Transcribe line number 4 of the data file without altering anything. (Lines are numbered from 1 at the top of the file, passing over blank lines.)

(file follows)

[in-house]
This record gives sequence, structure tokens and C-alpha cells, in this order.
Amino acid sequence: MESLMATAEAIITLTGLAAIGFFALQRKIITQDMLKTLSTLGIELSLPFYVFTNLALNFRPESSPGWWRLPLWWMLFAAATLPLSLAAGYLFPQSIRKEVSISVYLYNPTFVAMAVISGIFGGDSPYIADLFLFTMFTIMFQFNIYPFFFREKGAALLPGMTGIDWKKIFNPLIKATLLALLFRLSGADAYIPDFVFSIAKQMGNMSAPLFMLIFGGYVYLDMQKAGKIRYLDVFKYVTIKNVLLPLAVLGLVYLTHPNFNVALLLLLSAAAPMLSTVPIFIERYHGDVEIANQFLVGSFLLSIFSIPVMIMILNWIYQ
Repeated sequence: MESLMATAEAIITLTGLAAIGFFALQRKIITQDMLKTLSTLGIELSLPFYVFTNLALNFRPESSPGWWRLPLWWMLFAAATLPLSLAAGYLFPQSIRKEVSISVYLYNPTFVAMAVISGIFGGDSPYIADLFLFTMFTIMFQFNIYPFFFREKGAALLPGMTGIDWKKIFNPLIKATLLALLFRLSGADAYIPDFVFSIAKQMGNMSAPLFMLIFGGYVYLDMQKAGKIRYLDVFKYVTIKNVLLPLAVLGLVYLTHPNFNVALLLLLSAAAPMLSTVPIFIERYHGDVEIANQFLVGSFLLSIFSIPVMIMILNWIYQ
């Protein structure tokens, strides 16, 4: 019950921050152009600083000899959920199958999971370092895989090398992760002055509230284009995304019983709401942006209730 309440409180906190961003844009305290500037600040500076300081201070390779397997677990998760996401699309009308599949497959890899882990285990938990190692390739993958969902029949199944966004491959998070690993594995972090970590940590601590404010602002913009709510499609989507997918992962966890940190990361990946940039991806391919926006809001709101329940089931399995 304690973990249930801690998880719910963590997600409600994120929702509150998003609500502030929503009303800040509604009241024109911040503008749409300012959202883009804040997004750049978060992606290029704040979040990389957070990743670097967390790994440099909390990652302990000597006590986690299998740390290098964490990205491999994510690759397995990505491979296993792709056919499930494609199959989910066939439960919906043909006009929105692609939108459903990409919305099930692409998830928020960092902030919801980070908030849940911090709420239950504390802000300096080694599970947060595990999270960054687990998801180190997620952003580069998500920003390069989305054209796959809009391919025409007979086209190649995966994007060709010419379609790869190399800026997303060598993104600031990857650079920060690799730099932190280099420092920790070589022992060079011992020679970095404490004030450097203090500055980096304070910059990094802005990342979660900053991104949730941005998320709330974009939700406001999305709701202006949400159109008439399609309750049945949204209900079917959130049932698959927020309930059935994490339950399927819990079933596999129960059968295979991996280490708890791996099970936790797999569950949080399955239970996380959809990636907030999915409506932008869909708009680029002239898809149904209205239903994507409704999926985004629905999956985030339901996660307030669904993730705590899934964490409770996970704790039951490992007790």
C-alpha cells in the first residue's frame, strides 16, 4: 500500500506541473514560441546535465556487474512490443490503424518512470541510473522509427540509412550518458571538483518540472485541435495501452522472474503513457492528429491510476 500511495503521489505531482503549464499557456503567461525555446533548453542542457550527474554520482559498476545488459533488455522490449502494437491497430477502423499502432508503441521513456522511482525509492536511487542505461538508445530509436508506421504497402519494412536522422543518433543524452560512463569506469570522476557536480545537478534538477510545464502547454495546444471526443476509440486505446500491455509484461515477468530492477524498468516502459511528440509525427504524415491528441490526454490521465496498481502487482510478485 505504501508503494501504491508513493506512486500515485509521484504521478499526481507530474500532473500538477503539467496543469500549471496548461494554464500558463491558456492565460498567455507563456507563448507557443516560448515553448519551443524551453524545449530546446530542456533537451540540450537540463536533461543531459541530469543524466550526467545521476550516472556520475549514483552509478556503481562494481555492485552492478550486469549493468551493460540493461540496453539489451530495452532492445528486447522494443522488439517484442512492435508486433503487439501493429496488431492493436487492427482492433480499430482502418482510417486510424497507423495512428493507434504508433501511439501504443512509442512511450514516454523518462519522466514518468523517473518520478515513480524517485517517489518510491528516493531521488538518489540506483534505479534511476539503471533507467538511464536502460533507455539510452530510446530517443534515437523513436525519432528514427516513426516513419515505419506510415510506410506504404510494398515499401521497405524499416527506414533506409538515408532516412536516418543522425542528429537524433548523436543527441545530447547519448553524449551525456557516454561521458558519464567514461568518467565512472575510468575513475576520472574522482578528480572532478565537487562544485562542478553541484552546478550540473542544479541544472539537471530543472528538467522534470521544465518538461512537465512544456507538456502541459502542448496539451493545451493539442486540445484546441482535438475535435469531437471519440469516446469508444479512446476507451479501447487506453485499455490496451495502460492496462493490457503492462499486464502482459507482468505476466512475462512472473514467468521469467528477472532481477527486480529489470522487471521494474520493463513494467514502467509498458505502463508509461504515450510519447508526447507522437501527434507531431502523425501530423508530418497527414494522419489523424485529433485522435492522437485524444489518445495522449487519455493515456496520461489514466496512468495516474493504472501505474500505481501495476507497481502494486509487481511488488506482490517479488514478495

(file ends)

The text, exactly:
Repeated sequence: MESLMATAEAIITLTGLAAIGFFALQRKIITQDMLKTLSTLGIELSLPFYVFTNLALNFRPESSPGWWRLPLWWMLFAAATLPLSLAAGYLFPQSIRKEVSISVYLYNPTFVAMAVISGIFGGDSPYIADLFLFTMFTIMFQFNIYPFFFREKGAALLPGMTGIDWKKIFNPLIKATLLALLFRLSGADAYIPDFVFSIAKQMGNMSAPLFMLIFGGYVYLDMQKAGKIRYLDVFKYVTIKNVLLPLAVLGLVYLTHPNFNVALLLLLSAAAPMLSTVPIFIERYHGDVEIANQFLVGSFLLSIFSIPVMIMILNWIYQ